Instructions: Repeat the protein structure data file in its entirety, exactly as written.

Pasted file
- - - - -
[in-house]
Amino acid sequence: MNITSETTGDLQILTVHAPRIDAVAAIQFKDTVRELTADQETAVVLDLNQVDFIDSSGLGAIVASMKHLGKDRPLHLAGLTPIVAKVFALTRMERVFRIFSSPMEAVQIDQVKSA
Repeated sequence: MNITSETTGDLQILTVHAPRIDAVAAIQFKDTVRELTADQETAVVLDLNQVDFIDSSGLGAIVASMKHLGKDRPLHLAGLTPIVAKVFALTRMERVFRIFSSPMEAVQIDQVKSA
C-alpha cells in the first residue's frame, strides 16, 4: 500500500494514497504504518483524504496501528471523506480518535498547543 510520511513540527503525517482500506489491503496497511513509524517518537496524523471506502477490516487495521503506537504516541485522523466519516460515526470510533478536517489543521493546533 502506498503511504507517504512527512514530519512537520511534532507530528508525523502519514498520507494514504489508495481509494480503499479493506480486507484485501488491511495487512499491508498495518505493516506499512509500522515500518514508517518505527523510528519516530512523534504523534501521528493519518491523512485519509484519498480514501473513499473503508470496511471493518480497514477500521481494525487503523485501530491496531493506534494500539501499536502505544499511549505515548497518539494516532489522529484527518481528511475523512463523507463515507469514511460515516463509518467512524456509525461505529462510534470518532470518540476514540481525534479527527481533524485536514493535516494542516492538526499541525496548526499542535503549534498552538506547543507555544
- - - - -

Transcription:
[in-house]
Amino acid sequence: MNITSETTGDLQILTVHAPRIDAVAAIQFKDTVRELTADQETAVVLDLNQVDFIDSSGLGAIVASMKHLGKDRPLHLAGLTPIVAKVFALTRMERVFRIFSSPMEAVQIDQVKSA
Repeated sequence: MNITSETTGDLQILTVHAPRIDAVAAIQFKDTVRELTADQETAVVLDLNQVDFIDSSGLGAIVASMKHLGKDRPLHLAGLTPIVAKVFALTRMERVFRIFSSPMEAVQIDQVKSA
C-alpha cells in the first residue's frame, strides 16, 4: 500500500494514497504504518483524504496501528471523506480518535498547543 510520511513540527503525517482500506489491503496497511513509524517518537496524523471506502477490516487495521503506537504516541485522523466519516460515526470510533478536517489543521493546533 502506498503511504507517504512527512514530519512537520511534532507530528508525523502519514498520507494514504489508495481509494480503499479493506480486507484485501488491511495487512499491508498495518505493516506499512509500522515500518514508517518505527523510528519516530512523534504523534501521528493519518491523512485519509484519498480514501473513499473503508470496511471493518480497514477500521481494525487503523485501530491496531493506534494500539501499536502505544499511549505515548497518539494516532489522529484527518481528511475523512463523507463515507469514511460515516463509518467512524456509525461505529462510534470518532470518540476514540481525534479527527481533524485536514493535516494542516492538526499541525496548526499542535503549534498552538506547543507555544